Prague Castle is the third largest in the world. Picture by Tepold.
Czech President Vaclav Klaus has always been a Eurosceptic. He i, in fact, the sole Eurosceptic among European heads of state, following the plane crash that tragically killed Polish President Lech Kaczinsky in April last year. He has constantly attracted the ire of enraged Brussels officials: hundreds of MEPs walked out of the European Parliament chamber rather than hear him speak - ironically on the subject of listening to other people's views. Daniel Cohn-Bendit once stormed into Hradcany Castle, replaced the Czech flag on the President's desk with an EU one, and briskly informed the President: 'no-one cares about your opinions.' The co-president of the European Greens was perhaps infuriated that the Czech head of state is also a climate sceptic, whose book, Blue Planet in Green Shackles, is sold internationally. Mr. Klaus even had the gall to take the fight directly to the Guardian.
That might by why his party, Občanská Demokratická Strana (Civic Democratic Party; ODS) is now firmly committed to holding a second referendum in light of French and German proposals fundamentally altering the nature of the eurozone. According to federalists, the Czechs have had their referendum before: they voted to join the European Union, back in 2003, knowing full well that joining the euro was a legal requirement of all new member states. But the federalists themselves are no strangers to holding referendums again when they don't get the answer they want, and, as Czech Prime Minister Petr Nečas explains, the eurozone has changed beyond recognition since then.
Citing a proposed German-led treaty change in a speech at a party congress, Mr. Nečas said 'the conditions under which the Czech citizens decided in a referendum in 2003 on the country's accession to the EU and on its commitment to adopt the single currency, euro, have changed.' The stable, prospering currency they opted into in 2003 is now wracked by the prospect of a Greek default and more bailouts of Italy and Cyprus. Estonia, its newest member, has seen support for its membership of the single currency collapse due to massive inflation. The economic advisory council - a body which includes a number of eminent economists - has already warned the government to prepare for the euro's disintegration. If 'there is a change to fundamental rights that would result in powers being transferred from national organs to European organs,' a referendum will be held.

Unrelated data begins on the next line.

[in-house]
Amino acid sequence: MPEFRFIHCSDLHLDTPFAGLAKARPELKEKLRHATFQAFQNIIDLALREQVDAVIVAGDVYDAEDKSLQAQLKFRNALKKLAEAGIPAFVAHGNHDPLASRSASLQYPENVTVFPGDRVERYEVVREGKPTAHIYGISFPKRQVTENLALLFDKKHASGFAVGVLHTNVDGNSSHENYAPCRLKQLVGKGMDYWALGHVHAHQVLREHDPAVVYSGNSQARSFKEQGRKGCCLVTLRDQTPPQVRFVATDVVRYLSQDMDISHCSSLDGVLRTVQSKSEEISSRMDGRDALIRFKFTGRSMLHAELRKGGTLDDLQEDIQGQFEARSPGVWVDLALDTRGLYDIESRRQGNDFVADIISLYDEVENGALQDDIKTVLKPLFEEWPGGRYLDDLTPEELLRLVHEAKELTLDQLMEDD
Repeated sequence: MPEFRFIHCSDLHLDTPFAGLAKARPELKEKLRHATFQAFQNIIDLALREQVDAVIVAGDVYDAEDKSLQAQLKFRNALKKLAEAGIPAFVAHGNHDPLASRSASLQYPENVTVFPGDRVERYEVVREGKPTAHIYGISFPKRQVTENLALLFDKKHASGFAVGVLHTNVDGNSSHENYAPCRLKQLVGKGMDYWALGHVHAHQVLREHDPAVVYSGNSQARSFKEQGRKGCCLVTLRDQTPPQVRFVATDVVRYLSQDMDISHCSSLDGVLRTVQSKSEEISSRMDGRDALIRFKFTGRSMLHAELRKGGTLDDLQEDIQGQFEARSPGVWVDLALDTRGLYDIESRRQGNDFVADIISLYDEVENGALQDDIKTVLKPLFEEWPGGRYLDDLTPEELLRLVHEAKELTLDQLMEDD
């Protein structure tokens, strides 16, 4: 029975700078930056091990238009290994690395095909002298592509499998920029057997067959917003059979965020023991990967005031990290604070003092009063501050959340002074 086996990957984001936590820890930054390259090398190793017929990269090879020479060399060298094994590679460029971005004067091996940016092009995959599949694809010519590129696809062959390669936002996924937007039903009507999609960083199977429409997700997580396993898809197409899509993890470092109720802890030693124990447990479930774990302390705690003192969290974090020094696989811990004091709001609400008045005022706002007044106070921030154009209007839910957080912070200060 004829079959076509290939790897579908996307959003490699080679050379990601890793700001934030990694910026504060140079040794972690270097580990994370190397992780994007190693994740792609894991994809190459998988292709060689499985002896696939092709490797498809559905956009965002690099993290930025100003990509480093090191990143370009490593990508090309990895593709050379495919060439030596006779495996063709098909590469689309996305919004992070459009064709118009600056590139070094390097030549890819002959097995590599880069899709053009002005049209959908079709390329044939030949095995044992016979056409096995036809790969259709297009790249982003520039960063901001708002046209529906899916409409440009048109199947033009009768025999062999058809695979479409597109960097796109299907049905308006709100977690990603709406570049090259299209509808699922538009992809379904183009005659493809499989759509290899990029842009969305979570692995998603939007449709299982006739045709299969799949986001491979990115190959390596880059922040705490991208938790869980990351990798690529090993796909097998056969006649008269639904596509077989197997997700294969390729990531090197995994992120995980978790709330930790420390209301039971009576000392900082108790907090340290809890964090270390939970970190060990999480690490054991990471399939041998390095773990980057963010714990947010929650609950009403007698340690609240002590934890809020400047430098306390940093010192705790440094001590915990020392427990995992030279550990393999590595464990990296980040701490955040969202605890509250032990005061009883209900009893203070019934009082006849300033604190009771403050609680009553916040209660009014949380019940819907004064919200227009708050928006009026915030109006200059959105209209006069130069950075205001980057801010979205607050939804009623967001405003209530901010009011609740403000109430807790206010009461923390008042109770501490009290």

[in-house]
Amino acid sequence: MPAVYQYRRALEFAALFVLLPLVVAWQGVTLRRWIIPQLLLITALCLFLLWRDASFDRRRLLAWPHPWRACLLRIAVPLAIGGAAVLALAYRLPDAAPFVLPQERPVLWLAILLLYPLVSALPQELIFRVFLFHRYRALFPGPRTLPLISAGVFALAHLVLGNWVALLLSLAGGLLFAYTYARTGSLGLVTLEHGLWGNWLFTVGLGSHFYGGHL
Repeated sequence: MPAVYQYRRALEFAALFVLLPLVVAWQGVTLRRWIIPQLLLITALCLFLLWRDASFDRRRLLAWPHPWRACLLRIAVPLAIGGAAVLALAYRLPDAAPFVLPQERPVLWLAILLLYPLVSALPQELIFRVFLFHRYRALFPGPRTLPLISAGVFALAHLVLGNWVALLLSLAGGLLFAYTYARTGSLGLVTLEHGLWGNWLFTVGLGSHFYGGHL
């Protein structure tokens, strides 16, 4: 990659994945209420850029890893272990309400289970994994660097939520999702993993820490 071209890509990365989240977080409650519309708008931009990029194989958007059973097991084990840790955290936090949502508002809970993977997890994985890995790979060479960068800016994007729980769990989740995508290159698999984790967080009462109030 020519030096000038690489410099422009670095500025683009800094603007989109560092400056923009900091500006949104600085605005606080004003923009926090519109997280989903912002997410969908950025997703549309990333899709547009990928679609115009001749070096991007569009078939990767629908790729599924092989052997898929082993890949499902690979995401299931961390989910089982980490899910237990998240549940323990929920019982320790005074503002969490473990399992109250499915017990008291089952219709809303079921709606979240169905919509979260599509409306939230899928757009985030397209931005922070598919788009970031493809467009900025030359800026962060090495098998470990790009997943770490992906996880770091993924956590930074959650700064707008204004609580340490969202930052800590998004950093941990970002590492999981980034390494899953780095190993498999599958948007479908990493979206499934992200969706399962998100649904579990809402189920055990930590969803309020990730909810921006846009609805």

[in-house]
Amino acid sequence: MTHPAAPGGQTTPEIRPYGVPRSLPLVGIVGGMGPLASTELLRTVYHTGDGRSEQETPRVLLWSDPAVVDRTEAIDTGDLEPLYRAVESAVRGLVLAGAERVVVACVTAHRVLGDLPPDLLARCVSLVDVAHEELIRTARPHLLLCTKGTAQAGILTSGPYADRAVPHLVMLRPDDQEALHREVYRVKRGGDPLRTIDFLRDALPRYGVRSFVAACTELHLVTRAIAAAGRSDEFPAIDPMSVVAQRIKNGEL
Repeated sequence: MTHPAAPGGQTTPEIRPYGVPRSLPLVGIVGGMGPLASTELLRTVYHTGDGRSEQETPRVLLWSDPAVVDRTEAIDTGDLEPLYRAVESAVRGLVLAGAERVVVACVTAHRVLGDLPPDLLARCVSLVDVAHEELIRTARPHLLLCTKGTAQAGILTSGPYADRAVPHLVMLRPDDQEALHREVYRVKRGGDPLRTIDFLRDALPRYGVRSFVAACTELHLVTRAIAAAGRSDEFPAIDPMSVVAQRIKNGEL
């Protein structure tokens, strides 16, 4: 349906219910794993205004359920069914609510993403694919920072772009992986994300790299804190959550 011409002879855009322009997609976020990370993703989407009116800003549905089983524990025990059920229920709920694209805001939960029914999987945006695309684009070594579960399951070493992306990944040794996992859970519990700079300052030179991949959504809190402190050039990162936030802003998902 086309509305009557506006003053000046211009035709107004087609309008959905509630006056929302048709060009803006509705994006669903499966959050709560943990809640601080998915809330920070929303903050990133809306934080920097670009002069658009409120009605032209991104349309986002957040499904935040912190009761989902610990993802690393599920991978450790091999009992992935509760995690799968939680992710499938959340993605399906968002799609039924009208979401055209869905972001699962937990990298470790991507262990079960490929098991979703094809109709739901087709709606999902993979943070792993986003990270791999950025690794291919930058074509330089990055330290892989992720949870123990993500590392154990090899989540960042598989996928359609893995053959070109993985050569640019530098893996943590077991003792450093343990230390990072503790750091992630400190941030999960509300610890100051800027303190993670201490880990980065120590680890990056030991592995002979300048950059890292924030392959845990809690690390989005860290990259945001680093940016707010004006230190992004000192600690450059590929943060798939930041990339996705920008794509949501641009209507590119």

The EU-funded Centre for European Policy Studies has already criticised talk of a public ballot as 'purely populist,' and accused the government of doing it solely to shore up their domestic poll ratings - an accusation also levelled by the opposition Social Democrats. It does, however, admit that the 'disease...of introvertism and isolationism' stands a good chance of winning if a referendum goes ahead. There is an overwhelming 73% majority against joining the eurozone, as of April, and Vaclav Klaus's economic opinions are taken seriously. The liberal-conservative economist was one of the principle figures in the the Czechoslovak economic reforms after the collapse of the Soviet Union, and opposes the bailout of large financial institutions with public funds as a matter of capitalist principle. Four-fifths of Czechs take a similar view.
The koruna looks set to be around for a while yet, and the Czechs can retain their title as the most democratic nation in Europe.
This is the third update posted today: the other two are on the changes to the law of succession, and the European Commission taking every country in Europe to court.